March is Women's History Month, so for the next few weeks we will be hearing a lot about women inventors, humanitarians, entertainers and entrepreneurs who are changing today's world. We will probably also hear a lot about Hillary Clinton and her chances of shattering the glass ceiling in American politics—but I'm not convinced that all the great women heroes of the past would be cheering for her political views.
When I think about the empowered women of my generation I'm reminded that they stand on the shoulders of brave women pioneers who didn't have today's advantages. We should especially be grateful for the Christian women who defied religious and cultural traditions—and sometimes paid with their lives—to free African slaves, protect children from abuse, denounce injustice, preach the gospel in foreign nations, heal the sick and win women the right to vote.
This is certainly not an exhaustive list, but here are 12 women I'm celebrating this month:
1. Mary Magdalene – She was the pioneer of pioneers and the forerunner of all forerunners. As a passionate follower of Jesus, and the first person—male or female—to be commissioned to preach the gospel, she proved to a male-dominated, first century-world that God can and does use women to do His work.
2. Jarena Lee (1783-1855) – Authorized to preach in the African Methodist Episcopal Church, she traveled hundreds of miles on foot to share the gospel. When people questioned a woman's right to preach, she told them: "If the man may preach, because the Savior died for him, why not the woman, seeing he died for her also?" She was the first black woman in the United States to publish an autobiography.
3. Sojourner Truth (1797-1883) – Born a slave in New York—and later sold to a second owner for $100—she eventually became an abolitionist. In her most famous speech, "Ain't I a Woman?" delivered in Ohio in 1851, she demanded equal rights for both women and blacks. She became a Methodist in 1843 and felt God calling her to ministry. "The Spirit calls me, and I must go," she wrote. During one speech in Boston she admitted that she once hated white people, but that after she met Jesus she was filled with love for everyone.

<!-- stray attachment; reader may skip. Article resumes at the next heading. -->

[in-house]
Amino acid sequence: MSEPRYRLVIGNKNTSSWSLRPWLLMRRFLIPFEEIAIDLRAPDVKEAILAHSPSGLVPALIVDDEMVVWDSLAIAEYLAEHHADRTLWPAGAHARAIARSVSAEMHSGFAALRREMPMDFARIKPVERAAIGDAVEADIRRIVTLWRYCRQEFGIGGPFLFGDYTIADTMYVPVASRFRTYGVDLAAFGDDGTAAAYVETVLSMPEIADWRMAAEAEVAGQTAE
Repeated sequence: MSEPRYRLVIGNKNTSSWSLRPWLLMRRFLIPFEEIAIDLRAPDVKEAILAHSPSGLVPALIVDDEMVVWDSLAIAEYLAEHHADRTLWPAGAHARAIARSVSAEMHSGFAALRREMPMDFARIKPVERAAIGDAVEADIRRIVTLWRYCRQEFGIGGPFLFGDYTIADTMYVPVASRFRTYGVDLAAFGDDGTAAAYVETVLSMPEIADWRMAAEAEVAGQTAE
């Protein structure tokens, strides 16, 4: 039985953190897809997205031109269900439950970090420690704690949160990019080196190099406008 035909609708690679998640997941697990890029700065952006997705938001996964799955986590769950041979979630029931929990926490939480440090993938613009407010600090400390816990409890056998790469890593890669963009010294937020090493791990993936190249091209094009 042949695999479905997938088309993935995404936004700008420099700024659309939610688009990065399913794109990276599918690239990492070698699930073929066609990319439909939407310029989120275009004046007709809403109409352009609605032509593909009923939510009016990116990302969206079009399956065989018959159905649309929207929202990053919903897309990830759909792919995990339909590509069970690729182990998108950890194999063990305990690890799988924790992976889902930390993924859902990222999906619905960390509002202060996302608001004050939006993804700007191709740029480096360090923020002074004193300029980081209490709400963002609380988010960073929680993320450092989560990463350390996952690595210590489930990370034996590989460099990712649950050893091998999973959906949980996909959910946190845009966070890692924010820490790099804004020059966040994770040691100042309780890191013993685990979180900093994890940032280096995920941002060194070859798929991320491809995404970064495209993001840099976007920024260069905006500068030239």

4. Phoebe Palmer (1807-1874) – A Methodist revivalist, Palmer and her husband, Walter, helped fuel the holiness movement in the mid-1880s, which led to the Pentecostal revival. Although she and Walter were well-known preachers, she was the more popular speaker at a time when women preachers were an oddity. In one of her books, The Promise of the Father, she called for the acceptance of women in ministry. In 1850 she also founded a mission for alcoholics in a New York City slum.
5. Fanny Crosby (1820-1915) – Even though she was blind from birth, this "queen of gospel song writers" composed more than 8,000 hymns. Raised as a Baptist, her most famous songs include "Blessed Assurance," "Rescue the Perishing" and "Pass Me Not, O Gentle Savior." She always prayed that her hymns would bring people to Christ, and she believed her songs were divinely inspired. Some theologians criticized her for "feminizing" church music.
6. Catherine Booth (1829-1890) – At a time when people threw eggs at women for speaking in public, this brave firebrand preached on the streets of London and ignited a gospel revival movement to help the poor. Not only did she establish the Salvation Army with her husband, William, she also carved out a path for women ministers by writing Female Ministry: Women's Right to Preach in 1859 and by mentoring hundreds of "Hallelujah Lassies," women who served as evangelists in the Salvationist movement.